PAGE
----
I definitely drew from my own relationship with my younger sister. We're very close and we spent a lot of time playing together when we were kids. In fact, she's the first name you'll see on my dedication page (the second is my cousin who lived with us when we were young and was our other playmate). I was very inspired by the memories I had of the three of us had going on our made-up adventures in our backyard. Only Goldenrod and Birch get to have a real adventure.
The Gross-Out Gang is an excellent, diverse, three-dimensional group of kids. Did you chart out their personality traits before writing, or get to know them as the story progressed?
I did chart out their personalities before writing. They came to me on the same day that Goldenrod Moram's name did. So, originally, that's all I knew about the story: an adventurous girl named Goldenrod and a group of nefarious kids that she somehow comes across. As you might be able to tell, I had a lot of fun coming up with their nicknames and quirks (possibly too much fun). I actually had to cut one out because there were just too many to keep track of – and it rather broke my heart, to tell you the truth. His name was Thistle Ears and he had really long ear hair.
Several characters are not who they seem to be at first (which reminded me a bit of The Westing Game). Did you outline these reveals in advance, or surprise yourself while writing?
I think I'll die happy now for having a book I wrote be compared to the brilliance that is The Westing Game. So thank you for that!
This book went through a crazy amount of drafts. 28 by my last count. Some of those drafts involved minor changes and some huge, sweeping ones (like adding in a ghost that popped up in the title). I think most of the twists and turns and reveals came through those drafts. Except for one major one that I knew from the get-go…of course, I can't tell you which one it is without spoiling the book. I’ll just say it's probably the biggest twist.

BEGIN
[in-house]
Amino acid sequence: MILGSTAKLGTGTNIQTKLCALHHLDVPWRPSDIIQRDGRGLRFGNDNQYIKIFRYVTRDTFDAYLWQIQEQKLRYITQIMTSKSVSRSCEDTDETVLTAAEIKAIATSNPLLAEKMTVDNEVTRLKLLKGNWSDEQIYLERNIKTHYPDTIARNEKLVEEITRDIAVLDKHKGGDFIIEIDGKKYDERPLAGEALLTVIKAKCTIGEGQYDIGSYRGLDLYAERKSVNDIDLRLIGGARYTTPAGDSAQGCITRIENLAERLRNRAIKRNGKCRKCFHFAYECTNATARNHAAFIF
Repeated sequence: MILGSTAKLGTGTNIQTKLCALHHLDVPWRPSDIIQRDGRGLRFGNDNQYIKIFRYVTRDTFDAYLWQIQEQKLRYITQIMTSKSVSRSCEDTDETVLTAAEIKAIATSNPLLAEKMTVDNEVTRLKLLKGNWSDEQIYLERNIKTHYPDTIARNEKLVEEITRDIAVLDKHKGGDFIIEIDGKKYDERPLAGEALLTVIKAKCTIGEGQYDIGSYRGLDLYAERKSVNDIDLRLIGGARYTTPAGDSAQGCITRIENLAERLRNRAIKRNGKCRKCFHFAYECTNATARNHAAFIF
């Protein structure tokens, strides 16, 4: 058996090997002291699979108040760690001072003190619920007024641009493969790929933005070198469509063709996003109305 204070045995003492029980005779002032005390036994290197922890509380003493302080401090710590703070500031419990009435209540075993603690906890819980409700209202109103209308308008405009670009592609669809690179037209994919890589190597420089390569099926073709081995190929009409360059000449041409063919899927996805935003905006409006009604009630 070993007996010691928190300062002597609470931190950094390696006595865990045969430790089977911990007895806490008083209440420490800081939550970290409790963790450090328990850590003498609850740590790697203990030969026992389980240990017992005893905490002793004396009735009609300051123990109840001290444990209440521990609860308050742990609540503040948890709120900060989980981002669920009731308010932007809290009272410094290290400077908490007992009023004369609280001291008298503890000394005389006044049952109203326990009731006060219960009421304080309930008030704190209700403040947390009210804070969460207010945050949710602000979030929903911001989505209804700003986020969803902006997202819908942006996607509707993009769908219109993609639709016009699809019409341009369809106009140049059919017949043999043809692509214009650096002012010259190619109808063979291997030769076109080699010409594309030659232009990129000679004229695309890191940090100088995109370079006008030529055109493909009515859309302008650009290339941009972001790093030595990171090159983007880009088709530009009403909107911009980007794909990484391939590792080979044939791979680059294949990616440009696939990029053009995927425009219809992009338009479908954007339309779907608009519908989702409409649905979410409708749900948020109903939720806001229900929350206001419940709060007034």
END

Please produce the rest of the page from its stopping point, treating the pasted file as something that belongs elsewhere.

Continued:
You've mentioned your respect for JK Rowling on your blog. Who, if any, other authors influenced you, and/or inspired you to write a Middle Grade adventure story?
Definitely Roald Dahl. I was obsessed with his books as a kid, and I think his dark, twisty humor is in some ways all over this book. You mentioned Ellen Raskin's The Westing Game, and that book along with E.L. Konigsburg's From the Mixed-Up Files of Mrs. Basil E. Frankweiler definitely influenced the adventure/mystery side of the story.
Beverly Cleary and Ann M. Martin were also big influences on me, simply because (along with Roald Dahl) they wrote middle grade books that made me a reader for life. For that reason alone, I will always love middle grade.
Are you doing anything special to celebrate your book's release?
There will be a book release party on Saturday, April 28 at BookCourt in Brooklyn, NY. If you're in the neighborhood, do consider dropping by! There will be a very short reading, a Q&A session, a signing session and – most importantly – cupcakes.
Since we're the Lucky 13s, we have to ask: Do you have any good luck charms or believe in any superstitions?
I’ve had a stuffed Abu (from Aladdin) since I was young and it's been with me at every dorm and apartment I've ever been at. I've been known to still hug him when I'm having a particularly rough day. Don't judge!
Huge congratulations on your debut novel, Sarvenaz, and thanks for stopping by!
You can purchase THE MAPMAKER AND THE GHOST here:
Books of Wonder (signed copy)